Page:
From San Francisco, at the 7th Conference on Retroviruses and Opportunistic Infections
The number of AIDS-related deaths in the United States is declining, in large part because of the availability of effective drugs. However, long-term use of these drugs leads to metabolic disorders. Bone loss may soon be added to that list.
Following anecdotal reports of hip and spine problems in HIV-infected men on medication, Pablo Tebas of the Washington University School of Medicine in St. Louis and his colleagues used X rays to measure bone density. Compared with 17 men without HIV, 60 men using AIDS drugs called protease inhibitors were twice as likely to have low bone density, or osteopenia, he says. Twelve of the men getting protease inhibitors had severe bone loss, or osteoporosis, compared with just one of the 17 healthy men.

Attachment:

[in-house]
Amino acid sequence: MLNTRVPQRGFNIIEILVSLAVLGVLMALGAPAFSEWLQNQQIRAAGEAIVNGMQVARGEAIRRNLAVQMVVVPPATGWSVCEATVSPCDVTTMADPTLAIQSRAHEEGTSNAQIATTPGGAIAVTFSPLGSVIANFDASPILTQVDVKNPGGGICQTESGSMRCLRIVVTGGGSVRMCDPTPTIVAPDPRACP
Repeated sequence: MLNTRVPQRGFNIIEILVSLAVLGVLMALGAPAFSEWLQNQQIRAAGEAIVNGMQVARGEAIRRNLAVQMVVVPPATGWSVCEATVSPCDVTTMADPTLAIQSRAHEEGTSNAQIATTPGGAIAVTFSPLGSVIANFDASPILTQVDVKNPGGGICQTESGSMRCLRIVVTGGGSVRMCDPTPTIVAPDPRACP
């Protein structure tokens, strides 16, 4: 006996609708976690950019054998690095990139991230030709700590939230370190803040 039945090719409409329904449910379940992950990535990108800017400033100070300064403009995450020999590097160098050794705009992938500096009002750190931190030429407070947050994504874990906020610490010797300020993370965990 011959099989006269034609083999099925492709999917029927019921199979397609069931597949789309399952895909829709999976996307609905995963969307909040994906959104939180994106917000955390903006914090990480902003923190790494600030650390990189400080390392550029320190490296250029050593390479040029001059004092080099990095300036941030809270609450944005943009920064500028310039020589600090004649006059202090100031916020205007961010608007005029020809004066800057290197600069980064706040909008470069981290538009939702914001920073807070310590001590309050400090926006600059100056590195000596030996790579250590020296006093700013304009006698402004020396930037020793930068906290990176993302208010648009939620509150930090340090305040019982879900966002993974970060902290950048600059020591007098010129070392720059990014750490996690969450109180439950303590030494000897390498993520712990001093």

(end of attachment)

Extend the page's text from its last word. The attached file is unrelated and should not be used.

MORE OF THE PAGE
“Our study suggests a link between osteopenia and protease inhibitors,” Tebas says.
Also at the meeting, J. Hoy of the Alfred Hospital in Melbourne, Australia, reported on 80 men taking protease inhibitors. At the beginning of the study, about a third of these men had low bone density. Their bone density didn’t correlate with how long they had been infected with HIV or with how long they used protease inhibitors, Hoy says.
Forty-nine of the men switched to a drug regimen that didn’t include protease inhibitors.
Over the next 24 weeks, their bone density didn’t change. “We need to keep gathering data,” Hoy says, to distinguish HIV effects from those of drugs.